The current annual savings and revenues are around $98k and the annual costs are around $27k so we are generating a contribution to the general fund of about $71k annually. There were costs to get the network up and running and those costs are being retired with the annual contribution. ALL COSTS ASSOCIATED WITH FIBER WILL BE FULLY PAID OFF IN EARLY 2015. What that means is this project will pay back ALL PRIOR COSTS with savings and revenue. So the fiber project is making a contribution to the GF and not draining the GF in any way.

    You will also see in the link above that the legal appeal was won by Edmonds and our right to sell excess capacity has been validated. What are not shown in the data on the link are added revenues that are anticipated. We have a contract with another governmental agency that is pending approval which will add to the revenue in excess of the cost to provide the service. Our Ccouncil and the other entity will be approving that contract shortly. That will effectively raise the contribution to the GF. Additionally we are working with several Edmonds entities to provide them with fiber services. This will also add to the contribution to the GF. We will have more to say about the added revenue on the next quarterly report to Council.

    So in your previous post you said: “Hopefully myedmonds will report the highlights of Citizen Harry’s coffee and will include a current update on the progress (or not) of the questionable fiber optics venture.” In the past Harry has always reported on the discussion that occurred. I plan to attend and will have detailed information about “the questionable fiber optics venture”. But, I would not want to take much time away from the important discussion of levies with the full details on fiber so I wanted to give the highlights of that information here and now.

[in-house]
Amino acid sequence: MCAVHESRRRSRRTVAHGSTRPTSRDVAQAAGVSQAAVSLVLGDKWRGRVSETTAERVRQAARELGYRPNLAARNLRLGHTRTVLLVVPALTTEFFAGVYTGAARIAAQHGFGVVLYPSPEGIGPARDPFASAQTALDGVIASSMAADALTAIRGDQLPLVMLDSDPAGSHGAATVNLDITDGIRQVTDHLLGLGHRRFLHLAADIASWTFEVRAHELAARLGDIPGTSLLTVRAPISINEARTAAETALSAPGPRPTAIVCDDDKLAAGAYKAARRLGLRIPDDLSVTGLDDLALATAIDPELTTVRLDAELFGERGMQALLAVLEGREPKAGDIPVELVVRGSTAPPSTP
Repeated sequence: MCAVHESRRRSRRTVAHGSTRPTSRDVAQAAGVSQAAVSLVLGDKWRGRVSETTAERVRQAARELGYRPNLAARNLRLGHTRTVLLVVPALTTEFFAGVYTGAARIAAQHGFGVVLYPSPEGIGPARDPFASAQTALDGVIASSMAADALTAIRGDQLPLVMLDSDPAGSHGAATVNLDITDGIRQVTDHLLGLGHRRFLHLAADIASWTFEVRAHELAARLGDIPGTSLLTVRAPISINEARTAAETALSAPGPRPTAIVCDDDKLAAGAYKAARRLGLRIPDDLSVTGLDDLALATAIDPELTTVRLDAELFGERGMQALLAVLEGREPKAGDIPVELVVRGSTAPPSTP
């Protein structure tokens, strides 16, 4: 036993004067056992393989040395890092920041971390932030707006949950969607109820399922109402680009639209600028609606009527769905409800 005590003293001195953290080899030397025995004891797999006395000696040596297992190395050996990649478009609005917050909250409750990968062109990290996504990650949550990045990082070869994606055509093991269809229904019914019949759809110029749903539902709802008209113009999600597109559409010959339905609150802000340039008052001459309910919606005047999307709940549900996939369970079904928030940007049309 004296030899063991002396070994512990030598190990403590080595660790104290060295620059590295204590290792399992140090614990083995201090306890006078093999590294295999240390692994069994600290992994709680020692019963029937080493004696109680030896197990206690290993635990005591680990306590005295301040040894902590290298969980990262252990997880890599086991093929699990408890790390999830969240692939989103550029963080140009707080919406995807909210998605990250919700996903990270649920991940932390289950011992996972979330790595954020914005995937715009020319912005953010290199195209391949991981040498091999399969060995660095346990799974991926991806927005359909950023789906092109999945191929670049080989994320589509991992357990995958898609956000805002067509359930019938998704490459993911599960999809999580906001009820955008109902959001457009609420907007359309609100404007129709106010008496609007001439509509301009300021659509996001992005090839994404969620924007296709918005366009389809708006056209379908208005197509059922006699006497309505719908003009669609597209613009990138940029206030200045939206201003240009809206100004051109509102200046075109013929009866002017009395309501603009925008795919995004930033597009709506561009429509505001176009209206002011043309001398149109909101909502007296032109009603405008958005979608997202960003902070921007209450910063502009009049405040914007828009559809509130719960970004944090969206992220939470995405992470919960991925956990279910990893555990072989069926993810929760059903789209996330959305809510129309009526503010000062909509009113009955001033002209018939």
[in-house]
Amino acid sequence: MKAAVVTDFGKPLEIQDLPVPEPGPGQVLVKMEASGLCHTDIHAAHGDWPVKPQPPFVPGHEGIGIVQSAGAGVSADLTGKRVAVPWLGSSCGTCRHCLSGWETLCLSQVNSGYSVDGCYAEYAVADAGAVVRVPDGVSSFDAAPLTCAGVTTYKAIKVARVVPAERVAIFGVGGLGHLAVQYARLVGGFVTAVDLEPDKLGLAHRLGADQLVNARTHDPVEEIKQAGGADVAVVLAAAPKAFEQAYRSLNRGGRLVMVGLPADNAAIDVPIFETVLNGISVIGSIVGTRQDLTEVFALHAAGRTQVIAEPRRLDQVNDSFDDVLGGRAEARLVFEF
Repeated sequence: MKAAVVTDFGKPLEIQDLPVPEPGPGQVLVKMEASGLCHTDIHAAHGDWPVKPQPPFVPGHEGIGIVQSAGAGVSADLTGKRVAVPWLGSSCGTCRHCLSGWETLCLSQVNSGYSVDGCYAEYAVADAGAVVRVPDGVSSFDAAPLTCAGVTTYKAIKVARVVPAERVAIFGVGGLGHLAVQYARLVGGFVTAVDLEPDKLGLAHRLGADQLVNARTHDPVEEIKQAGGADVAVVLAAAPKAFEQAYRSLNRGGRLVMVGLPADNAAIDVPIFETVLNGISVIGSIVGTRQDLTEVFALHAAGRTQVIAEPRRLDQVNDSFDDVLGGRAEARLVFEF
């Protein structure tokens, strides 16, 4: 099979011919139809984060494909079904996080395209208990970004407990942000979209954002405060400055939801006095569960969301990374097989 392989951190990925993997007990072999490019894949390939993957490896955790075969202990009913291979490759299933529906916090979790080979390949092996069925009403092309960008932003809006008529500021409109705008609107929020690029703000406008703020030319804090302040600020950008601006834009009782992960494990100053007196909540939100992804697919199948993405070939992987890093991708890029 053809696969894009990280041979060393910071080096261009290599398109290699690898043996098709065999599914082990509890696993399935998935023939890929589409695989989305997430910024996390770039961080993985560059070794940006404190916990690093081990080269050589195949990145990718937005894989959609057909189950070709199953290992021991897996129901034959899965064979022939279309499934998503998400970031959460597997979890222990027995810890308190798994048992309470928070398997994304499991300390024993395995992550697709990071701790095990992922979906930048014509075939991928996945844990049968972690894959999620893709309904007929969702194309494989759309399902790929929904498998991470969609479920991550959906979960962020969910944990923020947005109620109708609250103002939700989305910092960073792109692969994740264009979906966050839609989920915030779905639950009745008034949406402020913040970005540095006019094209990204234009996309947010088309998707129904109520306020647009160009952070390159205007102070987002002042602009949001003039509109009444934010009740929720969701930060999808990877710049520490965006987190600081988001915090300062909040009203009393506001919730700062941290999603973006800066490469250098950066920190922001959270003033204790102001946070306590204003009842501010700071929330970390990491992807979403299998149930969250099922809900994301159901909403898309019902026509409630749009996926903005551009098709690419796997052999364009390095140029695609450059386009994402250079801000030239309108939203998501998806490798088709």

Ray let me know if you have other questions either on MEN or on my personal email which you have.

  6. Darrol,

    Thank you very much!

    Its great news to see an improving trend. Lets hope we will be even by 2015. I’m a bit skeptical of some of the “estimated” saving. And even with the current improvement its nowhere near much of the previous pie in the sky estimates. Break even has always been about 4 years away.

    Yet, it is beginning to look like something that now has a chance to succeed, or at least to eventually break even. So when it goes public I’ll probably pass up the opportunity.

    Again thank you.

  7. Wish I could have been there, Harry, and I look forward to hearing what came of your discussion.

    Happy to hear the legal obstacles to making money on the fiber project are finally out of the way – while this won’t be the budget salvation of the City, it will be a magnet for drawing business that need bandwidth to Edmonds, hopefully filling some of those vacant storefronts.

    As for the survey results, they must be interpreted appropriately, or else we end up right back where we started: with underfunded infrastructure. NOBODY is going volunteer themselves for a tax hike, and any “speed bump” on the way to the levy is automatically going to be accepted as a good idea. Waiting for a Strategic Plan makes no sense, as such plans do not add to the budget debate in any meaningful way for years after completion.